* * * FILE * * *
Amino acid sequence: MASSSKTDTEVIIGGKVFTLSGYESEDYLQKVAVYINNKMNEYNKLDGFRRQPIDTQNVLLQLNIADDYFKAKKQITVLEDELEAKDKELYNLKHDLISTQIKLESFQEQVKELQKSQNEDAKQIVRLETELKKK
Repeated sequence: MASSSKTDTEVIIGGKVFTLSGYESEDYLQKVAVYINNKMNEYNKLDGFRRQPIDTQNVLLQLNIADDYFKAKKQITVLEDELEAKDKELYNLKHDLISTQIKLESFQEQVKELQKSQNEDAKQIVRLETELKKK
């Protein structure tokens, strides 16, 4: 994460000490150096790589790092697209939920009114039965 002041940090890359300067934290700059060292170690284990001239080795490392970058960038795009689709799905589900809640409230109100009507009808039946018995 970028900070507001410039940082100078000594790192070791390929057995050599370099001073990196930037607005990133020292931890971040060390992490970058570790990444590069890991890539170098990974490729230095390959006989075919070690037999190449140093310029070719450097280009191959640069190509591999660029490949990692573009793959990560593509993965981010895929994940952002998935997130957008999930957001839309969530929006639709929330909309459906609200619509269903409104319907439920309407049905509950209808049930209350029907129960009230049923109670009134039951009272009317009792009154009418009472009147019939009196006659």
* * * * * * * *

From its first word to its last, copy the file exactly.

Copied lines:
Amino acid sequence: MASSSKTDTEVIIGGKVFTLSGYESEDYLQKVAVYINNKMNEYNKLDGFRRQPIDTQNVLLQLNIADDYFKAKKQITVLEDELEAKDKELYNLKHDLISTQIKLESFQEQVKELQKSQNEDAKQIVRLETELKKK
Repeated sequence: MASSSKTDTEVIIGGKVFTLSGYESEDYLQKVAVYINNKMNEYNKLDGFRRQPIDTQNVLLQLNIADDYFKAKKQITVLEDELEAKDKELYNLKHDLISTQIKLESFQEQVKELQKSQNEDAKQIVRLETELKKK
């Protein structure tokens, strides 16, 4: 994460000490150096790589790092697209939920009114039965 002041940090890359300067934290700059060292170690284990001239080795490392970058960038795009689709799905589900809640409230109100009507009808039946018995 970028900070507001410039940082100078000594790192070791390929057995050599370099001073990196930037607005990133020292931890971040060390992490970058570790990444590069890991890539170098990974490729230095390959006989075919070690037999190449140093310029070719450097280009191959640069190509591999660029490949990692573009793959990560593509993965981010895929994940952002998935997130957008999930957001839309969530929006639709929330909309459906609200619509269903409104319907439920309407049905509950209808049930209350029907129960009230049923109670009134039951009272009317009792009154009418009472009147019939009196006659």